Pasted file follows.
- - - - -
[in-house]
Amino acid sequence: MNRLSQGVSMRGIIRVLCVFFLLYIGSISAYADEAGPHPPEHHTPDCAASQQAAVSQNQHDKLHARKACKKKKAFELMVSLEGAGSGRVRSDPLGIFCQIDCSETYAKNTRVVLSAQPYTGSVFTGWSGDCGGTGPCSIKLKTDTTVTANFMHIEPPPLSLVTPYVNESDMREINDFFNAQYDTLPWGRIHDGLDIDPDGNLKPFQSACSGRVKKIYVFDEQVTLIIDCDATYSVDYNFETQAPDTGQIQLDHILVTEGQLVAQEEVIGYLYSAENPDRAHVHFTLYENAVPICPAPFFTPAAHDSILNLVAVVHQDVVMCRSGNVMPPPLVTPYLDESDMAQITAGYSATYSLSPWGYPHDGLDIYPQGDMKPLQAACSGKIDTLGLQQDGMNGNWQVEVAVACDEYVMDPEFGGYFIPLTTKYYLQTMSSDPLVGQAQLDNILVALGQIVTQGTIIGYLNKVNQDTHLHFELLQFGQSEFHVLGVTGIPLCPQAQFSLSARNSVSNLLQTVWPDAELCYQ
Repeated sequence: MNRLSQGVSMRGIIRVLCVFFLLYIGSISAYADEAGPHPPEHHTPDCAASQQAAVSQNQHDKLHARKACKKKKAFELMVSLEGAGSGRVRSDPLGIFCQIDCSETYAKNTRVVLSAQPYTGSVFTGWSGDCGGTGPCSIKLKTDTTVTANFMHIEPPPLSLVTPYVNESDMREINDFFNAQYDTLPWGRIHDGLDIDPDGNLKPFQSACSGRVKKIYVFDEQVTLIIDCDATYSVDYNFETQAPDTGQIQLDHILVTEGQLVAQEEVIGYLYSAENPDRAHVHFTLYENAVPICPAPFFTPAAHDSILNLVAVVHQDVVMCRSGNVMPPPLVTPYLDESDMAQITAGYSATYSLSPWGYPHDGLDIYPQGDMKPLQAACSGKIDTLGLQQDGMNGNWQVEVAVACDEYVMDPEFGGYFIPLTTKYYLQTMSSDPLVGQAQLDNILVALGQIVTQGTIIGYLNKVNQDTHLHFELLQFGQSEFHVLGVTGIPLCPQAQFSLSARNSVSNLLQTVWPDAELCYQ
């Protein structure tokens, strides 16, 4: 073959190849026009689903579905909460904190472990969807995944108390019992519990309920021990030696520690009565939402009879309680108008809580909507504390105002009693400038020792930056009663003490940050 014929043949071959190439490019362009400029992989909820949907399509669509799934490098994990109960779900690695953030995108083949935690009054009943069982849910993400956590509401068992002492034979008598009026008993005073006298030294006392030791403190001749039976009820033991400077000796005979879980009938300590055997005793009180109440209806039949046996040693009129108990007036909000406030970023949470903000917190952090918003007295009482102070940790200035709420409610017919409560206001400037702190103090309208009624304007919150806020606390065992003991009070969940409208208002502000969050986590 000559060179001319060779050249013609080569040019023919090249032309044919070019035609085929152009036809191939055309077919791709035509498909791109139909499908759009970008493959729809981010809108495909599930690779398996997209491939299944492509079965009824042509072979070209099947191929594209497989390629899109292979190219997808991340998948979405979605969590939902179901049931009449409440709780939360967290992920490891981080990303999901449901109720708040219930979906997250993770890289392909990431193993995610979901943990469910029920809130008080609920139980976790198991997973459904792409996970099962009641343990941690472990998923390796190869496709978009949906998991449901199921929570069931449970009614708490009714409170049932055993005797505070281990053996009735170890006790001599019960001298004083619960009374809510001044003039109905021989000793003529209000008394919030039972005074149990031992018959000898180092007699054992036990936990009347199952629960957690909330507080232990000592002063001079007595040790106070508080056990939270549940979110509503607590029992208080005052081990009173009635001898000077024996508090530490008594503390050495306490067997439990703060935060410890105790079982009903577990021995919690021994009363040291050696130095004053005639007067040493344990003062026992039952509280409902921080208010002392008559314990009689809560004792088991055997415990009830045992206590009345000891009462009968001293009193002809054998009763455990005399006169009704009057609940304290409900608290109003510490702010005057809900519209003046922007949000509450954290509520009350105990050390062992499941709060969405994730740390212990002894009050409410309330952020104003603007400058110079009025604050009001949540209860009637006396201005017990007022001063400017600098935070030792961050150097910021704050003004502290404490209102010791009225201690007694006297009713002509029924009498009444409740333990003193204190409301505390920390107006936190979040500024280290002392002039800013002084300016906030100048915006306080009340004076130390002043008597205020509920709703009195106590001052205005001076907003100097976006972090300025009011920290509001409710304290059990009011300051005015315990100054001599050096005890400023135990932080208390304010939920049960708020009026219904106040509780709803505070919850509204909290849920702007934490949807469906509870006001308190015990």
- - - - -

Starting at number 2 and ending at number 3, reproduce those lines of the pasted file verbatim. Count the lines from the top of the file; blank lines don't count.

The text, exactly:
Amino acid sequence: MNRLSQGVSMRGIIRVLCVFFLLYIGSISAYADEAGPHPPEHHTPDCAASQQAAVSQNQHDKLHARKACKKKKAFELMVSLEGAGSGRVRSDPLGIFCQIDCSETYAKNTRVVLSAQPYTGSVFTGWSGDCGGTGPCSIKLKTDTTVTANFMHIEPPPLSLVTPYVNESDMREINDFFNAQYDTLPWGRIHDGLDIDPDGNLKPFQSACSGRVKKIYVFDEQVTLIIDCDATYSVDYNFETQAPDTGQIQLDHILVTEGQLVAQEEVIGYLYSAENPDRAHVHFTLYENAVPICPAPFFTPAAHDSILNLVAVVHQDVVMCRSGNVMPPPLVTPYLDESDMAQITAGYSATYSLSPWGYPHDGLDIYPQGDMKPLQAACSGKIDTLGLQQDGMNGNWQVEVAVACDEYVMDPEFGGYFIPLTTKYYLQTMSSDPLVGQAQLDNILVALGQIVTQGTIIGYLNKVNQDTHLHFELLQFGQSEFHVLGVTGIPLCPQAQFSLSARNSVSNLLQTVWPDAELCYQ
Repeated sequence: MNRLSQGVSMRGIIRVLCVFFLLYIGSISAYADEAGPHPPEHHTPDCAASQQAAVSQNQHDKLHARKACKKKKAFELMVSLEGAGSGRVRSDPLGIFCQIDCSETYAKNTRVVLSAQPYTGSVFTGWSGDCGGTGPCSIKLKTDTTVTANFMHIEPPPLSLVTPYVNESDMREINDFFNAQYDTLPWGRIHDGLDIDPDGNLKPFQSACSGRVKKIYVFDEQVTLIIDCDATYSVDYNFETQAPDTGQIQLDHILVTEGQLVAQEEVIGYLYSAENPDRAHVHFTLYENAVPICPAPFFTPAAHDSILNLVAVVHQDVVMCRSGNVMPPPLVTPYLDESDMAQITAGYSATYSLSPWGYPHDGLDIYPQGDMKPLQAACSGKIDTLGLQQDGMNGNWQVEVAVACDEYVMDPEFGGYFIPLTTKYYLQTMSSDPLVGQAQLDNILVALGQIVTQGTIIGYLNKVNQDTHLHFELLQFGQSEFHVLGVTGIPLCPQAQFSLSARNSVSNLLQTVWPDAELCYQ